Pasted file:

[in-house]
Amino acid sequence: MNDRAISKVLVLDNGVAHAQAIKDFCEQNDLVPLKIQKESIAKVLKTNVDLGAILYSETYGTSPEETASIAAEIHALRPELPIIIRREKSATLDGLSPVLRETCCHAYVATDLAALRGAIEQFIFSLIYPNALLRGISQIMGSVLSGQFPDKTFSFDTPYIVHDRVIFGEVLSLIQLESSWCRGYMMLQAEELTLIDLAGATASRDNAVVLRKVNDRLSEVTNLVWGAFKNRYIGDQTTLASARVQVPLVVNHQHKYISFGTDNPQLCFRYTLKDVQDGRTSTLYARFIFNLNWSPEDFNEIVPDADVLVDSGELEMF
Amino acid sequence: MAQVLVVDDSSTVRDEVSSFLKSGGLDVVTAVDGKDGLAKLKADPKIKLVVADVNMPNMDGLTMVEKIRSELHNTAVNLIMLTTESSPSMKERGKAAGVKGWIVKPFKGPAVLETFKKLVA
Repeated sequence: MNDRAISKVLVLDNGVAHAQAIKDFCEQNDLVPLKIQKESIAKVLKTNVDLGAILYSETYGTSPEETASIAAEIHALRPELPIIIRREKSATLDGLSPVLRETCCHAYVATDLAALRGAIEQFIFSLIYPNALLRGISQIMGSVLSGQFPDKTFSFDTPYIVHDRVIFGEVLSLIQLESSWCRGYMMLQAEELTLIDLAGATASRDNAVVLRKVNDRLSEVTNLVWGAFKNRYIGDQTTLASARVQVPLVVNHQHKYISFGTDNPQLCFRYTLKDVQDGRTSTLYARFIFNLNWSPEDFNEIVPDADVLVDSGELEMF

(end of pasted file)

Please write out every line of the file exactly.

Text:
[in-house]
Amino acid sequence: MNDRAISKVLVLDNGVAHAQAIKDFCEQNDLVPLKIQKESIAKVLKTNVDLGAILYSETYGTSPEETASIAAEIHALRPELPIIIRREKSATLDGLSPVLRETCCHAYVATDLAALRGAIEQFIFSLIYPNALLRGISQIMGSVLSGQFPDKTFSFDTPYIVHDRVIFGEVLSLIQLESSWCRGYMMLQAEELTLIDLAGATASRDNAVVLRKVNDRLSEVTNLVWGAFKNRYIGDQTTLASARVQVPLVVNHQHKYISFGTDNPQLCFRYTLKDVQDGRTSTLYARFIFNLNWSPEDFNEIVPDADVLVDSGELEMF
Amino acid sequence: MAQVLVVDDSSTVRDEVSSFLKSGGLDVVTAVDGKDGLAKLKADPKIKLVVADVNMPNMDGLTMVEKIRSELHNTAVNLIMLTTESSPSMKERGKAAGVKGWIVKPFKGPAVLETFKKLVA
Repeated sequence: MNDRAISKVLVLDNGVAHAQAIKDFCEQNDLVPLKIQKESIAKVLKTNVDLGAILYSETYGTSPEETASIAAEIHALRPELPIIIRREKSATLDGLSPVLRETCCHAYVATDLAALRGAIEQFIFSLIYPNALLRGISQIMGSVLSGQFPDKTFSFDTPYIVHDRVIFGEVLSLIQLESSWCRGYMMLQAEELTLIDLAGATASRDNAVVLRKVNDRLSEVTNLVWGAFKNRYIGDQTTLASARVQVPLVVNHQHKYISFGTDNPQLCFRYTLKDVQDGRTSTLYARFIFNLNWSPEDFNEIVPDADVLVDSGELEMF